The World Economic Forum published a report examining how the use of blockchain-based solutions can deal with inefficiencies and supply chain errors exposed by the COVID-19 pandemic.
Along with the report, The EMF has published a number of tools for the use of blockchain to help governments and companies adjust their supply chains to the current economic climate and “accelerate an economic recovery after COVID-19”.
The World Economic Forum supports DLT to revitalize the economy
The report released on April 28 states: The resilience of private and public supply chains was tested during the outbreak of the corona virus. The supply chains for pharmaceuticals, medical care and food are among the most affected sectors.
The report argues that supply chain efficiency depends on transparencyand adoption of Distributed Ledger Technology (DLT) is advocated to create a “common truth” among the stakeholders in the supply chain.
The World Economic Forum is a Swiss-based non-governmental organization that was founded in 1971 to involve business, academic and political leaders in important economic issues related to the progress of the global economy.
FEM is launching a number of blockchain tools
To help business and government leaders deliver blockchain-based supply chain solutions, The WEF has also launched its “Redesign of Trust: Blockchain Deployment Toolkit,” which “Executives should maximize the benefits associated with DLT and minimize the risks.”.
The toolkit has been developed for over a year and has received contributions from more than 100 public and private institutions in 50 countriesincluding Deloitte, Maersk, the World Bank and the World Food Program.
“”The Blockchain Deployment Toolkit is important to develop solutions that are suitable for a wide range of stakeholders, including the smallest, who may not have access to the resources needed to unlock the value of blockchain technology, “said Nadia Hewett, FEM USA’s blockchain and digital currency project.
The DLT toolkit has been tested in different contextslike that of Saudi Aramco, Hitachi and numerous small and medium-sized companies.
Increased acceptance of DLT supply chain solutions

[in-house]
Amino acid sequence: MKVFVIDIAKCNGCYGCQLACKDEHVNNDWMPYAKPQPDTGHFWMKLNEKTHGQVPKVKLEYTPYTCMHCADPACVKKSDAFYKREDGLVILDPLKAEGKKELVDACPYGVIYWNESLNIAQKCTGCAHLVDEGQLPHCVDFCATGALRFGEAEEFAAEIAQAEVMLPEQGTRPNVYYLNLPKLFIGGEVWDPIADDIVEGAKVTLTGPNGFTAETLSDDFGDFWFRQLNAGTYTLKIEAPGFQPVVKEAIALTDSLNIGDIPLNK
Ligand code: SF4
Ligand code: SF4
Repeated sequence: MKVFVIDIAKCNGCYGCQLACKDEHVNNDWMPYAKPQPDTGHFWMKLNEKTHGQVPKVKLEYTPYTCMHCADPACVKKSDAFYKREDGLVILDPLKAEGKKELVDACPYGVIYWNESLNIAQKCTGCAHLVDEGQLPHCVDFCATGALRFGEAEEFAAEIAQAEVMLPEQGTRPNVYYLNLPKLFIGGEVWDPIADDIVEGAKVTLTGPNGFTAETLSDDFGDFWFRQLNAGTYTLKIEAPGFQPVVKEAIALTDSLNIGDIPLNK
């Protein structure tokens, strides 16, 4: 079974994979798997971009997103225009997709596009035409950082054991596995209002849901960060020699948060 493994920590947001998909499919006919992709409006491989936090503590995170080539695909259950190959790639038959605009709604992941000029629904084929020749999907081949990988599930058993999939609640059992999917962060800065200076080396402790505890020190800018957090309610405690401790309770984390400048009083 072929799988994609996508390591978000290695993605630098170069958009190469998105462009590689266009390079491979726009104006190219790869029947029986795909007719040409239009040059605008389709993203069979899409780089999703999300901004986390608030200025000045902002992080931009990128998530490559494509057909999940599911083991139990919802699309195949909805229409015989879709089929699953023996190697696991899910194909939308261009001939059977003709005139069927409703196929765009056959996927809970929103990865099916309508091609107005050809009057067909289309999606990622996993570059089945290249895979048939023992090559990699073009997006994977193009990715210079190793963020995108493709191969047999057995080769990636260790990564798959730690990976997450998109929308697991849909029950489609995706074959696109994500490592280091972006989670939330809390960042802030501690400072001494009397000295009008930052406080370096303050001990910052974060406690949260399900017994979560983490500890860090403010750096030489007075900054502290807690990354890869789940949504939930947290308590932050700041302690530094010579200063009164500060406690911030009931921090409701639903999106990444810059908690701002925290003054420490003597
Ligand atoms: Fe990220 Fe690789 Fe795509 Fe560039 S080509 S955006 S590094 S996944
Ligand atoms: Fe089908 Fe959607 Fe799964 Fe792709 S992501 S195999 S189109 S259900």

More and more large companies and institutions have launched ambitious blockchain delivery programs in their supply chains. in the past few months.
“We are seeing digitalization accelerate in maritime Singapore, which has improved the productivity and efficiency of the sector,” said Quah Ley Hoon, Executive Director of the Singapore Maritime and Port Authority.
“The blockchain has huge potential for applications in areas such as waybills, freight tracking and trade finance,” he added.
The UAE is also nearing the deadline for completing its blockchain strategy for Emirates 2021, an ambitious program that aims to migrate 50% of government transactions to DLT-based platforms.
Consumer demand is also driving acceptance of the supply chain
Rupert Colchester, Head of Blockchain at IBM Australia and New Zealand, told Cointelegraph that many companies are implementing DLT solutions in their supply chains to respond to the increased demand for transparency from consumers.
Colchester said: “Consumers are demanding a whole new level of transparency,” adding that “consumers reward the supply chain when there is transparency and sustainability.”
Earlier this month, Cointelegraph reported that ethical egg producer Farmers Hen House had started printing QR codes on their cartons so that consumers could track the origin of their products.
The fast fashion brand H M also seems to use blockchain traceability for its premium clothing subsidiary Cos.
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